Where on earth could they get access to enough property to absorb sufficient sunlight? This would have to be a government project, but the state and national parks certainly weren’t possible. Then Julie Brusaw hit upon it: what about the roads themselves?
Job one consisted of finding how much land American’s streets, sidewalks, parking lots and highways covered. The number: 46,600 square miles, and it is already all set aside.
After years of thinking and tinkering, Scott Brusaw settled on encasing solar cells in tempered glass. Strong enough to support trucks three to four times heavier than the standard American 18-wheeler, the cells resist chips and cracks better than conventional asphalt and concrete pavement. Then the Brusaws decided to task their solar panels to do more than just collect energy. After all, many of the parts are already in place to make heat strips that melt snow and ice, LEDs to replace lane marketers and even communication systems to connect drivers to the department of transportation.
They even aim to create roads and parking lots that would wirelessly charge the electric cars traversing them. (This wireless technology is now available for razors, toothbrushes, and some smartphones.)
At first funded by America’s Federal Highway Administration in the amount of $750,000, the Brusaws’ venture, Solar Roadways, got additional monies from an Indiegogo campaign (to the tune of $2,220,000 after asking for $1 million).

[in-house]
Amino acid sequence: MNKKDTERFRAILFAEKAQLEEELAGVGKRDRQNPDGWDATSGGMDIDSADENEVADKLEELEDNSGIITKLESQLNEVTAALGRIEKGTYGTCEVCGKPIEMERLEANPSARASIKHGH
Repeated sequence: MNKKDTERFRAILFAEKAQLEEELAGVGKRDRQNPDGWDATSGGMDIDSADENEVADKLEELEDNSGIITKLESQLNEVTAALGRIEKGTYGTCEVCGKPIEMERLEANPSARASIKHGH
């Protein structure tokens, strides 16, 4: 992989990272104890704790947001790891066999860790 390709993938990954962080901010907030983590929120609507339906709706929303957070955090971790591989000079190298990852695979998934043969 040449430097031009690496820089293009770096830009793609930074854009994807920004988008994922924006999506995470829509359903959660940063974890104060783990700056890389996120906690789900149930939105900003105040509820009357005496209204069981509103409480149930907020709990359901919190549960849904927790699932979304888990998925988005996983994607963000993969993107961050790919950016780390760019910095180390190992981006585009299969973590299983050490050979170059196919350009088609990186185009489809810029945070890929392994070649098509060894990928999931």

Brusaw now has a driveway made up of hexagonal pavers that lock together and can be skirted by similar concrete pavers. Plans are also in the works for a parking lot in the Brusaw’s hometown of Sandpoint to be replaced with the solar collector tiles that will also charge electric cars.
Clearly, Solar Roadways remain in the prototype stage, but as Scott Brusaw explains, “I think that many people expect their governments to solve the world’s problems, but the climate crisis is getting worse and our politicians seem baffled. Many of our greatest technologies were created in someone’s garage. That’s where Solar Roadways was born and we think that we finally have a solution to the causes of global warming.”
The total number of vehicles worldwide is estimated to increase from 1.1 billion today to 1.7 billion by 2035. A solar road constantly re-charging all-electric cars and keeping the lights on in homes, businesses, factories, and farms could reduce greenhouse emissions to close to zero. The downside? The cost will be $1 trillion, a huge price tag. For our home planet, this is possibly necessary.
Recently, a company from the Netherlands began creating a similar solar collector in tempered glass. They’ve launched a test on a 230-foot bike path that will last three years and cost $3.7 million dollars.
Who knows? With a little competition, maybe the U.S. government will get behind the Brusaws again, replacing the arms race with a solar race.
Information sourced from PEW Social trends, EVX Ventures and the Economist.
Author Bio: Sam Alkass is a firm believer in solar power and its valuable impact on the future of our planet. Sam helps others generate their own clean, green energy while minimizing environmental pollution. For more solar news and tips, follow his Facebook.